Letter to the Editor: Coaches are incredible mentors, and parents could do a better job thanking them

Photo by Matimix/iStock/Getty Images Plus, St. George News

OPINION — Today I heard of yet another complaint. Actually, an unfair accusation. Instead of getting mired in the mud, though, I’d like to plead for all decent-minded, fair parents — which I believe is most of you — to take a few minutes of action. Please email a coach or a school administrator and thank them for the good influence a coach has had on your kids’ development.

Pine View High School running back Keith Adams hugs coach Ray Hosner after announcing that he has signed to play football at Clemson University, St. George, Utah, Feb. 2, 2022 | Photo by Jeff Richards, St. George News

Maybe I need to back up. Like a lot of you, I have had my children participate in youth sports. Like most of you, I wanted my kids to learn to work hard where it is harder and harder for our kids to learn how to do this in our relative life of ease. I wanted them to be a part of a team and to learn some things about themselves.

This path, of course, was no joy ride. My kids didn’t always get the playing time I thought they deserved. I didn’t always see things the same way the coach did. But we endured. I talked to my kiddos, hoping it was a lesson in resilience. But what I always appreciated was the opportunity my kids had because a coach who was a volunteer or almost a volunteer gave them to learn important developmental lessons.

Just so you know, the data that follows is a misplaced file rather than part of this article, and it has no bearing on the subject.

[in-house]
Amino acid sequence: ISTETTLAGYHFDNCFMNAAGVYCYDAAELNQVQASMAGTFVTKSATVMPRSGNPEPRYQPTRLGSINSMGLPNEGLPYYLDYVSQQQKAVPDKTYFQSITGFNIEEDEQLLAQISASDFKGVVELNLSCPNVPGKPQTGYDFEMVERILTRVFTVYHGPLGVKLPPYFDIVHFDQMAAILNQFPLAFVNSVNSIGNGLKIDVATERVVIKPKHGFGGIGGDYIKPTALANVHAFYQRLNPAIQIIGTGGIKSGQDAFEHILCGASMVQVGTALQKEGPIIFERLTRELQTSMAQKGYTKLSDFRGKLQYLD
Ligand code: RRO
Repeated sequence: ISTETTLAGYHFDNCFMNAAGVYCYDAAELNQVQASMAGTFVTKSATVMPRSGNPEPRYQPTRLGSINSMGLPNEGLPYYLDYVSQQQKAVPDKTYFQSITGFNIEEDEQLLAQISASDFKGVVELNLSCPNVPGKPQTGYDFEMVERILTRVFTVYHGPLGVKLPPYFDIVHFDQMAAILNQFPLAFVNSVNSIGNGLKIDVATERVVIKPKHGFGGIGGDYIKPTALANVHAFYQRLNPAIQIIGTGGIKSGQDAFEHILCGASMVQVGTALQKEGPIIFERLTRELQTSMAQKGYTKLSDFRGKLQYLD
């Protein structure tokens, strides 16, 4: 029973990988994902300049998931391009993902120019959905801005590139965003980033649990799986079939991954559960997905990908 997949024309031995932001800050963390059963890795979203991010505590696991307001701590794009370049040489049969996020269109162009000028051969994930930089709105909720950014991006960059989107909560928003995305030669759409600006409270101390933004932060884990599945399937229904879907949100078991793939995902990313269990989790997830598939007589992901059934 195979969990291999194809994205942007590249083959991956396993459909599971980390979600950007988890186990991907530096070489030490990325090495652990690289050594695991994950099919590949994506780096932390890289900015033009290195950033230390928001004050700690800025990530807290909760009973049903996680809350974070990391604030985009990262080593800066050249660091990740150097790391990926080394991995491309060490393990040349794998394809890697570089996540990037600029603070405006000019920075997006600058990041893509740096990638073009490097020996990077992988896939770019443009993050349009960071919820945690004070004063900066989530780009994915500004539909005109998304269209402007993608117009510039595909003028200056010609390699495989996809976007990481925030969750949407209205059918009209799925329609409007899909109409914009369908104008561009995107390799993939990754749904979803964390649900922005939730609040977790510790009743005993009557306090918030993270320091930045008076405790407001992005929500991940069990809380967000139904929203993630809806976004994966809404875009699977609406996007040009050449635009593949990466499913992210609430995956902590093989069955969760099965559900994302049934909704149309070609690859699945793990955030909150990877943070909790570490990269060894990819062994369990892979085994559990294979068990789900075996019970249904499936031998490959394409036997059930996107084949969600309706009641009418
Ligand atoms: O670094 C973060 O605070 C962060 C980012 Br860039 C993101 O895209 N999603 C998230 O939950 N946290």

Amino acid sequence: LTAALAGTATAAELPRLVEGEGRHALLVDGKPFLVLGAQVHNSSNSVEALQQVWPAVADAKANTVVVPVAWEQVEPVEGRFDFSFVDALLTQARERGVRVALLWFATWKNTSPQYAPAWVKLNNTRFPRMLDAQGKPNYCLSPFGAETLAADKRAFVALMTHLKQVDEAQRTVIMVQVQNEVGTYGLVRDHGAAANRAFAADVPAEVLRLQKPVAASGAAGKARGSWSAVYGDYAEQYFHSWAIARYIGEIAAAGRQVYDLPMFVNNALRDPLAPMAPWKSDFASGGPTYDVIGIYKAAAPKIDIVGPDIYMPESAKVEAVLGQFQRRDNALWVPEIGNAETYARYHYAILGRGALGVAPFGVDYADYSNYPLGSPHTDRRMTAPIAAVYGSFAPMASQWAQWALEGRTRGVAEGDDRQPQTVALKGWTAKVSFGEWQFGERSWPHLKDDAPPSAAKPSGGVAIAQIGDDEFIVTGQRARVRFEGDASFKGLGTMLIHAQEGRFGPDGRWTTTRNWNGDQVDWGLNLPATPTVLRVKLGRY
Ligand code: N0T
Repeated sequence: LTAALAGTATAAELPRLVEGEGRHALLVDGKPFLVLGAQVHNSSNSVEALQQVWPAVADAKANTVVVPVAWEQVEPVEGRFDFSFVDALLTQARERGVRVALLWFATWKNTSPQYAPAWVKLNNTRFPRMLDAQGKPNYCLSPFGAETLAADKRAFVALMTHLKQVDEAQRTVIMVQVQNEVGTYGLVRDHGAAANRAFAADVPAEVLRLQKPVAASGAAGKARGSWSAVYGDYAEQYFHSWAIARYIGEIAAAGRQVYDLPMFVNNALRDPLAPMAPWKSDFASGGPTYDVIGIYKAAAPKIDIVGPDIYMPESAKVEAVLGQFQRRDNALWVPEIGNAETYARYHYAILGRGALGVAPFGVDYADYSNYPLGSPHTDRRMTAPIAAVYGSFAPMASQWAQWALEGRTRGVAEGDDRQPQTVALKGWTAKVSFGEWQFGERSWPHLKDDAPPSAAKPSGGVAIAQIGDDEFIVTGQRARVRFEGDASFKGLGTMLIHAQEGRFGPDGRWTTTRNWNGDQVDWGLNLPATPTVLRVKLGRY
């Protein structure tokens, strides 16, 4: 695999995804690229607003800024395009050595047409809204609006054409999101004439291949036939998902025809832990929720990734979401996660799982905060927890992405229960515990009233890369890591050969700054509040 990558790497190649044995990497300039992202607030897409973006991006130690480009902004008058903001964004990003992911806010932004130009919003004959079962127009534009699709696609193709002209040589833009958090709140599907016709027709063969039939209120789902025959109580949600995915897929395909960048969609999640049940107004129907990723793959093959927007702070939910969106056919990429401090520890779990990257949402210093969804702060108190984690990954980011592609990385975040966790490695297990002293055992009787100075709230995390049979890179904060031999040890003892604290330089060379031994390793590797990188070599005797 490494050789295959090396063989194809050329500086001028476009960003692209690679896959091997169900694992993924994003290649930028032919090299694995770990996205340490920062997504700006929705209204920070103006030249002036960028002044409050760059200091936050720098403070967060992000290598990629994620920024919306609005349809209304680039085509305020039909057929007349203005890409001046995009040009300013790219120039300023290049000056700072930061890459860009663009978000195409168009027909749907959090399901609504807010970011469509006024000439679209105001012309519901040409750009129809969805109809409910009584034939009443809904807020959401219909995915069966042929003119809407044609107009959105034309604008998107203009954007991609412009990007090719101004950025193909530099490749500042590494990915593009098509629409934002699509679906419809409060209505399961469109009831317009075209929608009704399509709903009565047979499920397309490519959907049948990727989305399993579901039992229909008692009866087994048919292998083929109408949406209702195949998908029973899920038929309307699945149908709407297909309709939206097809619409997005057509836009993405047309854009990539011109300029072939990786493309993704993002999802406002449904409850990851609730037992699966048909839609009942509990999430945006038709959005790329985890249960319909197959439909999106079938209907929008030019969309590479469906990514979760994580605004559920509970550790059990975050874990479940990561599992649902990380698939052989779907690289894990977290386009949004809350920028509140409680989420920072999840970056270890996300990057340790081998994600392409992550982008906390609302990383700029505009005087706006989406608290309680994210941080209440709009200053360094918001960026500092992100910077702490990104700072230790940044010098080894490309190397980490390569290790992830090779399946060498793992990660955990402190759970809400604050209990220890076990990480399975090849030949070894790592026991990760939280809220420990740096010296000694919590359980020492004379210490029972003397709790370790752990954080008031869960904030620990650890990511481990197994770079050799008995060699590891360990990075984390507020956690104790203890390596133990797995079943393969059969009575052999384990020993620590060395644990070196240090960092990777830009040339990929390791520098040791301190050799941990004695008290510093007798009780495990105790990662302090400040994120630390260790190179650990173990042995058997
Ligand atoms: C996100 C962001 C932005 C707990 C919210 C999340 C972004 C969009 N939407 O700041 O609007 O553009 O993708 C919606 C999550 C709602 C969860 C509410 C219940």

Most coaches, if not all, wanted the best for my kids. Most coaches have been great role models.

I must disclose I am also a coach’s wife. My husband has coached recreation league, competitive league and high school sports for two decades now. And things have changed dramatically in that time.

Some of these changes are great, but some of these changes have made being a part of youth and high school sports toxic. Most of those changes are in the perception and attitudes of the parents. Parents have become relentless critics of coaches and are the No. 1 reason youth sports have a bad reputation.

Andrew Burt (left, black shirt) coaches youth soccer with Steve Nelson (right), Cedar City, Utah, date not specified | Photo courtesy of Gena Nelson, St. George News / Cedar City News

For the most part, these parents are in the minority. This is where I think we can all make a difference. I believe the majority of parents are grateful for the coaches that have been willing to be a part of teaching our youth these vital life lessons. My kids are better people because of them.

So thank you, coaches Brindley, Hunter, Meacham, Roberts, Warby, Whitehead and Warner.

Please take a minute to put some good into the world with a quick email to show that the majority of parents appreciate the coaches in your kids’ lives. Please show those who make the decisions about the future of youth sports that we see the value of great coaches and mentors.

Submitted by HEATHER KUNDE, Ivins.

Letters to the Editor are not the product of St. George News, its editors, staff or news contributors. The matters stated and opinions given are the responsibility of the person submitting them. They do not reflect the product or opinion of St. George News and are given only light edit for technical style and formatting.

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